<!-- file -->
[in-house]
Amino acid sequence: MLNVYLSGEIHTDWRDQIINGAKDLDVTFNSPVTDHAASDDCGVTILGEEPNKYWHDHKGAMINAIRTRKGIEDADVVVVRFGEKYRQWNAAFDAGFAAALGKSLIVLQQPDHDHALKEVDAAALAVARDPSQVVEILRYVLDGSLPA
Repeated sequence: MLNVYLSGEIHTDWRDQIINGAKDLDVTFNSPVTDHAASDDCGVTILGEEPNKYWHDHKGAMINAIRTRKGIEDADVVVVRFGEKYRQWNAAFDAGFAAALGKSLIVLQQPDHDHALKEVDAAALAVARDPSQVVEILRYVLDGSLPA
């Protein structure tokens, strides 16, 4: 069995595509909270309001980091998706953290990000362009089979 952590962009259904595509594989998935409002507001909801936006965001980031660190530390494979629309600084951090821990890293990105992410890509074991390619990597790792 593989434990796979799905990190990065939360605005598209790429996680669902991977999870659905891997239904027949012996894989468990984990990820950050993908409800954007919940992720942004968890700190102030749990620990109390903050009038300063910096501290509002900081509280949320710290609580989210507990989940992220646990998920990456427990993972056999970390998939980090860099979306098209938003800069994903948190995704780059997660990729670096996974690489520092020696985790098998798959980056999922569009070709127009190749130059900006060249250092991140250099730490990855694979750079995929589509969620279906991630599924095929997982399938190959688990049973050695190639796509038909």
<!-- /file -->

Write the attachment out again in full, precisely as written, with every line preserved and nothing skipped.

[in-house]
Amino acid sequence: MLNVYLSGEIHTDWRDQIINGAKDLDVTFNSPVTDHAASDDCGVTILGEEPNKYWHDHKGAMINAIRTRKGIEDADVVVVRFGEKYRQWNAAFDAGFAAALGKSLIVLQQPDHDHALKEVDAAALAVARDPSQVVEILRYVLDGSLPA
Repeated sequence: MLNVYLSGEIHTDWRDQIINGAKDLDVTFNSPVTDHAASDDCGVTILGEEPNKYWHDHKGAMINAIRTRKGIEDADVVVVRFGEKYRQWNAAFDAGFAAALGKSLIVLQQPDHDHALKEVDAAALAVARDPSQVVEILRYVLDGSLPA
């Protein structure tokens, strides 16, 4: 069995595509909270309001980091998706953290990000362009089979 952590962009259904595509594989998935409002507001909801936006965001980031660190530390494979629309600084951090821990890293990105992410890509074991390619990597790792 593989434990796979799905990190990065939360605005598209790429996680669902991977999870659905891997239904027949012996894989468990984990990820950050993908409800954007919940992720942004968890700190102030749990620990109390903050009038300063910096501290509002900081509280949320710290609580989210507990989940992220646990998920990456427990993972056999970390998939980090860099979306098209938003800069994903948190995704780059997660990729670096996974690489520092020696985790098998798959980056999922569009070709127009190749130059900006060249250092991140250099730490990855694979750079995929589509969620279906991630599924095929997982399938190959688990049973050695190639796509038909």